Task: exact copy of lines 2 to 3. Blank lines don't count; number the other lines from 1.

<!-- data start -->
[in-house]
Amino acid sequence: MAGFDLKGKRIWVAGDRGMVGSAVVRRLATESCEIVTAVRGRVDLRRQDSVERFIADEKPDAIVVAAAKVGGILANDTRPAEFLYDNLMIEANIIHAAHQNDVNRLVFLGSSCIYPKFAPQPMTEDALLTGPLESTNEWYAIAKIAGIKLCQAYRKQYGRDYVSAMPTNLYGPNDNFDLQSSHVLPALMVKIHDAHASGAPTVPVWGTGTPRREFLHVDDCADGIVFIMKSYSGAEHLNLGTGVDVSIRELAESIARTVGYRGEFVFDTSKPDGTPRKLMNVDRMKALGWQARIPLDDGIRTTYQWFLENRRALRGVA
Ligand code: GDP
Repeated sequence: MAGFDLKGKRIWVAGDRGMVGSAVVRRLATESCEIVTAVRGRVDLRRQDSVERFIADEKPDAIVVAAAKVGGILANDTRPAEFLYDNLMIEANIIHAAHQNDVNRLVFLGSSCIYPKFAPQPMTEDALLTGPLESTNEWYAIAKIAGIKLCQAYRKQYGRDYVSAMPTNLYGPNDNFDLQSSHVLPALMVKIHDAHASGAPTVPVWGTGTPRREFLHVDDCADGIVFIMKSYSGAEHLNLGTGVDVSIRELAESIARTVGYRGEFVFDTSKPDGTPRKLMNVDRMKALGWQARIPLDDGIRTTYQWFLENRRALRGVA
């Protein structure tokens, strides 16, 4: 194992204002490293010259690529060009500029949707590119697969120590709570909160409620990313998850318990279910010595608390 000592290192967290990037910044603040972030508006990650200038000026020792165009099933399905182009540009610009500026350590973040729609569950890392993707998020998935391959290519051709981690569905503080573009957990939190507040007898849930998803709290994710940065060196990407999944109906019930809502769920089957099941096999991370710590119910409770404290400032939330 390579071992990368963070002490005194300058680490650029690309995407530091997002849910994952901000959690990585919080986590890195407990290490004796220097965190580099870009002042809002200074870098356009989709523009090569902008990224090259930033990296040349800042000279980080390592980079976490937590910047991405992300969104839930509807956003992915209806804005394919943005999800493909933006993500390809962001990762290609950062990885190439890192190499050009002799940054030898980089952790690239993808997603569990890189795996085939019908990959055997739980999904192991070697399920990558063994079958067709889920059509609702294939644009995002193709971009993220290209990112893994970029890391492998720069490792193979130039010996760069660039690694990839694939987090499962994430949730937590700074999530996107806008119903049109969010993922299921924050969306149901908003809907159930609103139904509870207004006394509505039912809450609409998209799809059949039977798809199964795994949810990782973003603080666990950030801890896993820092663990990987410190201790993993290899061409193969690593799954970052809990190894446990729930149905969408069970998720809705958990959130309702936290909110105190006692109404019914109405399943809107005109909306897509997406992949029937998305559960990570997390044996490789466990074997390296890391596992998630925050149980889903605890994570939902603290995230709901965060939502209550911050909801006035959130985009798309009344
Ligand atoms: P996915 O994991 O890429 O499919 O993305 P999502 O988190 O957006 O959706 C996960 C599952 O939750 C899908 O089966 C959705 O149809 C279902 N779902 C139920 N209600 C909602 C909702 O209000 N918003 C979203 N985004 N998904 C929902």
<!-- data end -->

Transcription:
Amino acid sequence: MAGFDLKGKRIWVAGDRGMVGSAVVRRLATESCEIVTAVRGRVDLRRQDSVERFIADEKPDAIVVAAAKVGGILANDTRPAEFLYDNLMIEANIIHAAHQNDVNRLVFLGSSCIYPKFAPQPMTEDALLTGPLESTNEWYAIAKIAGIKLCQAYRKQYGRDYVSAMPTNLYGPNDNFDLQSSHVLPALMVKIHDAHASGAPTVPVWGTGTPRREFLHVDDCADGIVFIMKSYSGAEHLNLGTGVDVSIRELAESIARTVGYRGEFVFDTSKPDGTPRKLMNVDRMKALGWQARIPLDDGIRTTYQWFLENRRALRGVA
Ligand code: GDP